associated with American rock music, the Russian gangs provided
a template for the hoodlums in A
However, A Clockwork Orange shouldn’t
be understood simply as a critique of the Soviet Union or of communism,
because the dystopian world of the novel draws just as much on elements
of English and American society that Burgess detested. In his own
estimation, Burgess had a tendency toward anarchy, and he felt that
the socialistic British welfare state was too willing to sacrifice
individual liberty in favor of social stability. He despised American
popular culture for fostering homogeneity, passivity, and apathy.
He regarded American law enforcement as hopelessly corrupt and violent,
referring to it as “an alternative criminal body.” Each of these targets
gets lampooned in A Clockwork Orange, but Burgess’s
most pointed satire is reserved for the psychological movement known
Popularized by Harvard psychologist B.F. Skinner in the
1950s and 1960s, behaviorism concerned itself with the study of
human and animal behavior in response to stimuli. Through the application of
carefully controlled system of rewards and punishments—a process
referred to as conditioning—Skinner demonstrated that scientists
could alter the behavior of test subjects more effectively than had
previously been thought possible. (In one famous experiment, he
successfully trained laboratory pigeons to play ping pong.) To many
people, behaviorism seemed to offer an almost limitless potential
to control human behavior, and the movement had a profound effect
not only in academia, but on education, government, and criminal
rehabilitation as well. In A Clockwork Orange,
Burgess satirizes behaviorism with his portrayal of the fictional
Burgess was still a relatively unknown writer when he
published A Clockwork Orange in 1962, and the novel
was not an immediate success. To Burgess’s dismay, the American
version of the novel was published without the final chapter, in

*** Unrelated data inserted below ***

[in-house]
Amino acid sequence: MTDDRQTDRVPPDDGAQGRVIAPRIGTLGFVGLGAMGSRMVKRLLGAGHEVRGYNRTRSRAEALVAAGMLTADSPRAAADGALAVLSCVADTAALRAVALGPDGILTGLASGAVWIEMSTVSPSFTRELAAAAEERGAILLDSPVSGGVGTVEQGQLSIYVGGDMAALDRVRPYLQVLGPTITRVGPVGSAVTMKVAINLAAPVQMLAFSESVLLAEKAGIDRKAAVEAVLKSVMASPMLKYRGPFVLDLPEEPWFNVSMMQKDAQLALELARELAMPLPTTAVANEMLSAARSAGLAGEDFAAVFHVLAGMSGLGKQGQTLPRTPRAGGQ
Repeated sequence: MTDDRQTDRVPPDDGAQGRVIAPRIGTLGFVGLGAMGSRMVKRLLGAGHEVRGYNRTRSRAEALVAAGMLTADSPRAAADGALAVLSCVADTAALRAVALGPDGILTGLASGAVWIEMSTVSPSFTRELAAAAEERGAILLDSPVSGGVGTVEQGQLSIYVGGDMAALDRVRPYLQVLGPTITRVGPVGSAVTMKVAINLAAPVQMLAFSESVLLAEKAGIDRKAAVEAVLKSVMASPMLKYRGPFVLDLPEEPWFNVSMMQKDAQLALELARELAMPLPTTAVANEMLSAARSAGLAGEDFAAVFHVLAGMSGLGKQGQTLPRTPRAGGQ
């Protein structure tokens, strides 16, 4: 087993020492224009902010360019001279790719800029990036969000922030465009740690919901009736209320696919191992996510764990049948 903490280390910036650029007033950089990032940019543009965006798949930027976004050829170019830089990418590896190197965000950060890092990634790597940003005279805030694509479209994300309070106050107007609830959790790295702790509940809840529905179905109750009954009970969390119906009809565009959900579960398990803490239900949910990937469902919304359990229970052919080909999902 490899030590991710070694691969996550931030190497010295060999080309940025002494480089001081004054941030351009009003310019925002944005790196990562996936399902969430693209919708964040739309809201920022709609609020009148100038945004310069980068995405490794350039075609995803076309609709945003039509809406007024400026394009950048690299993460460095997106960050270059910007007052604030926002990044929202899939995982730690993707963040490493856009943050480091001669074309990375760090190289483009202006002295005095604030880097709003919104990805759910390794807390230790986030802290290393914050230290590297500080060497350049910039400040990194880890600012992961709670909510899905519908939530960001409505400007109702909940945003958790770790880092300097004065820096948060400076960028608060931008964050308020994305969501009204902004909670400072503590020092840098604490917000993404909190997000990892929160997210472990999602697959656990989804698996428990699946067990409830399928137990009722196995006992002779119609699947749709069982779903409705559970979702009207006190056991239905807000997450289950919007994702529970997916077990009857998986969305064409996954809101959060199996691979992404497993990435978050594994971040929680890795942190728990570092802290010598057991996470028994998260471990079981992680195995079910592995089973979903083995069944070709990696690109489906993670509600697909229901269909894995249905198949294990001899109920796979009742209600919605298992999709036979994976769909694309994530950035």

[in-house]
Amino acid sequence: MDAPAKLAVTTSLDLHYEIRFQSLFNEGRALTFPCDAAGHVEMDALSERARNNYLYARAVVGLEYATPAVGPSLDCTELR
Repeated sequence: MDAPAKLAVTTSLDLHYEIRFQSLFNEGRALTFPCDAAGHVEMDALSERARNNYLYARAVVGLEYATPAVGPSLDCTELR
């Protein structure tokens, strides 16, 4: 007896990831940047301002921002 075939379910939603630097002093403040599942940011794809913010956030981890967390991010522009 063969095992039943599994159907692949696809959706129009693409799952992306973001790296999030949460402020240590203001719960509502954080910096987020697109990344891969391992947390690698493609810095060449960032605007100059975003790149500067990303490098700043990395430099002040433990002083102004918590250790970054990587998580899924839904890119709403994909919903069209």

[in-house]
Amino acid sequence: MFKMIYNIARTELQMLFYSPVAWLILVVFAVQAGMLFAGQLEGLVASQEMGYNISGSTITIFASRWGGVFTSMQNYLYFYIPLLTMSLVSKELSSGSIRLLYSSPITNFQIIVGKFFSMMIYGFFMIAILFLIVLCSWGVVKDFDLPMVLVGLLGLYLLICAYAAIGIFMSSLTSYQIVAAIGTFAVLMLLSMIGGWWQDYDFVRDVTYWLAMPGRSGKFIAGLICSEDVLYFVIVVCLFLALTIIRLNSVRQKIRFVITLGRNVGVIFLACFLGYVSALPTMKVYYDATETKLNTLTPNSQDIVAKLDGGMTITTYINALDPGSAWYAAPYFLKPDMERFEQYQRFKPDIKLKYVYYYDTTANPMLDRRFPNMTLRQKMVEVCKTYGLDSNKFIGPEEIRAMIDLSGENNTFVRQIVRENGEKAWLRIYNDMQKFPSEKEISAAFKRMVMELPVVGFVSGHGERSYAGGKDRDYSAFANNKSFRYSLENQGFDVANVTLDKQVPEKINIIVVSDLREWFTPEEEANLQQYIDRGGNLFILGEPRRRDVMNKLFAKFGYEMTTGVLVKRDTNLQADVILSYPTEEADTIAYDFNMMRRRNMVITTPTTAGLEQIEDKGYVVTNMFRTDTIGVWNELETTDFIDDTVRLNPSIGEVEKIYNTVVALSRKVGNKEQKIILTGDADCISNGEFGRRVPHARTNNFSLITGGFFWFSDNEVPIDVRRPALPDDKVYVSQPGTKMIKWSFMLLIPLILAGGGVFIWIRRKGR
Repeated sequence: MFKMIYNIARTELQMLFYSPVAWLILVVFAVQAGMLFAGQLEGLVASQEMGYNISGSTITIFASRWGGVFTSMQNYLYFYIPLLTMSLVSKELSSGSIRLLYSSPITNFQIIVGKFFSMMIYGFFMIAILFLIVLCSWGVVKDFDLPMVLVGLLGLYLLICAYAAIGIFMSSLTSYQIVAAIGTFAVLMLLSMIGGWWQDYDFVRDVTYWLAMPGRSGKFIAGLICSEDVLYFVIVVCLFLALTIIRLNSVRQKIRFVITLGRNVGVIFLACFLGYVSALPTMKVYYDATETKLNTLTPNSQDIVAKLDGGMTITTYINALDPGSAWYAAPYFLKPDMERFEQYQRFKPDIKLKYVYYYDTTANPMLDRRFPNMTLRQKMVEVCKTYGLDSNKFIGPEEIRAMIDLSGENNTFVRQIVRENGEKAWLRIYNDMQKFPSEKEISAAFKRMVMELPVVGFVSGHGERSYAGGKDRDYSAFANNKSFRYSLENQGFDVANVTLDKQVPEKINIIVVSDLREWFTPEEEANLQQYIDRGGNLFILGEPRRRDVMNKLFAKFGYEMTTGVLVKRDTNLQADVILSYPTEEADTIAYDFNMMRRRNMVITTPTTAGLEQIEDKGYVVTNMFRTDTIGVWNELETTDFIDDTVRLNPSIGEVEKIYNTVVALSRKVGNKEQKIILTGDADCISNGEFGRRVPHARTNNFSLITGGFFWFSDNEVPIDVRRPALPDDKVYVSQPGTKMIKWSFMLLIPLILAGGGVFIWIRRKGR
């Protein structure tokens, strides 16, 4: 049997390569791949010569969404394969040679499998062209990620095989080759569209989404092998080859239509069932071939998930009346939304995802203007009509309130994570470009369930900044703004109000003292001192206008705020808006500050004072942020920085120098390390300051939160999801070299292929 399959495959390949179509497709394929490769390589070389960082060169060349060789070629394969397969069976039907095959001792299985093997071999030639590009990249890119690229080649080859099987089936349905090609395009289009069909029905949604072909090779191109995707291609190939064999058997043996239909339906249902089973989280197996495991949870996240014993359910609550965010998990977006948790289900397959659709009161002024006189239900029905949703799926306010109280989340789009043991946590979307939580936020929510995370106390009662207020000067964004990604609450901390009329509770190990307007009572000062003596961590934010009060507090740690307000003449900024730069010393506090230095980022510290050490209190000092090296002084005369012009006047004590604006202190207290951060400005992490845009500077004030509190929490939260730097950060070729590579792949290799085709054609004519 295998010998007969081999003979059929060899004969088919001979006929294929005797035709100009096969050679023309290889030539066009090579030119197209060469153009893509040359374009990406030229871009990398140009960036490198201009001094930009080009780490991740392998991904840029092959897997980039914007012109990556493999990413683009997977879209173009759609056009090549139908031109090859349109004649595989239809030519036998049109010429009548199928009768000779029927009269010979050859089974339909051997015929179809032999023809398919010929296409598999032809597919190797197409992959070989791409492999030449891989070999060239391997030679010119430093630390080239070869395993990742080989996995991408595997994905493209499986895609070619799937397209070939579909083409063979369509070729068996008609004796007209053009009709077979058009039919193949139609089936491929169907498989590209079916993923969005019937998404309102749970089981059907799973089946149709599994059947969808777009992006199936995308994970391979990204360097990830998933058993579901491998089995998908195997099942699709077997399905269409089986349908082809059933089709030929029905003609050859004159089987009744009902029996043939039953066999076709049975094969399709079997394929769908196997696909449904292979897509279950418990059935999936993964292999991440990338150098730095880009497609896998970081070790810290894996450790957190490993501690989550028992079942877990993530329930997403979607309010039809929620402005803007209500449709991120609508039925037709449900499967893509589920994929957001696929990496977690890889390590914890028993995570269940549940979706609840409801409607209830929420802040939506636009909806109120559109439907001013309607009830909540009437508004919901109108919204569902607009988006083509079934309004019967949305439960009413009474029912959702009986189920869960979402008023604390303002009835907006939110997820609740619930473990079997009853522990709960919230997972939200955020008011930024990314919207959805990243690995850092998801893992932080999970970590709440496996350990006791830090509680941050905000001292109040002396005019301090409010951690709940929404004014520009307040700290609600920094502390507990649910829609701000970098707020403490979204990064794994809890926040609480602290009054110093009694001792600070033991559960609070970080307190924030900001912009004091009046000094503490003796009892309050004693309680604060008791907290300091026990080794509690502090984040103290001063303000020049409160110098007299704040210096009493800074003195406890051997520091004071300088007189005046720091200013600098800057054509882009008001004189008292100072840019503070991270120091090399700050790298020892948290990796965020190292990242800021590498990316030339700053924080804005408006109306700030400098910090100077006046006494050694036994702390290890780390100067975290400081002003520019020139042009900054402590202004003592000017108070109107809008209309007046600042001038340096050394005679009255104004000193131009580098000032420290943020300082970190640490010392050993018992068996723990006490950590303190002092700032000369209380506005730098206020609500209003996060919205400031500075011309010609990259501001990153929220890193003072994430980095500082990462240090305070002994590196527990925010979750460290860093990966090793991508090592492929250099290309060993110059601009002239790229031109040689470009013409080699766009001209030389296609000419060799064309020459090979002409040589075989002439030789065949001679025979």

which Alex grows up and renounces violence. Burgess strongly disapproved
of this decision, which he believed had distorted the novel into
a nasty tale of unredeemable evil. Ironically, it was the American
edition of the novel that became a cult classic among college students,
and it was also the edition that Stanley Kubrick used for his 1971
Stanley Kubrick’s film version of A Clockwork
Orange was both commercially successful and highly controversial,
catapulting Burgess to a much wider fame. Initially labeled with
an X rating and widely criticized for glorifying sex and violence,
the film was blamed for several incidents of copycat violence, including
one notorious British case in which a group of men, in imitation
of the film, gang-raped a woman while singing “Singing in the Rain.”
Despite the scandal, however, Burgess remained an eminent literary
personality from then on. Regarded as both an artistic luminary
and an eccentric crank, Burgess made several television appearances
and served as a visiting professor at universities throughout America
and England. He continued writing and composing music—like his protagonist
Alex, Burgess loved classical music and considered it his first
vocation—until his death in 1993.
Ace your assignments with our guide to A Clockwork Orange!